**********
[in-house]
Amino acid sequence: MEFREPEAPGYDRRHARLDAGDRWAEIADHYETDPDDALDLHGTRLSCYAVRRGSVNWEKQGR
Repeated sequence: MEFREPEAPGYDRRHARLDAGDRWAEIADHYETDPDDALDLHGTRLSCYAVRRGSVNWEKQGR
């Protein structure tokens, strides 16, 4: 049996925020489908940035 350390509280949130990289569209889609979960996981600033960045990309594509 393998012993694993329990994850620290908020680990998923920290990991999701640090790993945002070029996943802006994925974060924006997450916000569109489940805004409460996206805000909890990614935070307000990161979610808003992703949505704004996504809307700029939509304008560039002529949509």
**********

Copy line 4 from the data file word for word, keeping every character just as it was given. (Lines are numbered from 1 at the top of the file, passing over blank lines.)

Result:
């Protein structure tokens, strides 16, 4: 049996925020489908940035 350390509280949130990289569209889609979960996981600033960045990309594509 393998012993694993329990994850620290908020680990998923920290990991999701640090790993945002070029996943802006994925974060924006997450916000569109489940805004409460996206805000909890990614935070307000990161979610808003992703949505704004996504809307700029939509304008560039002529949509």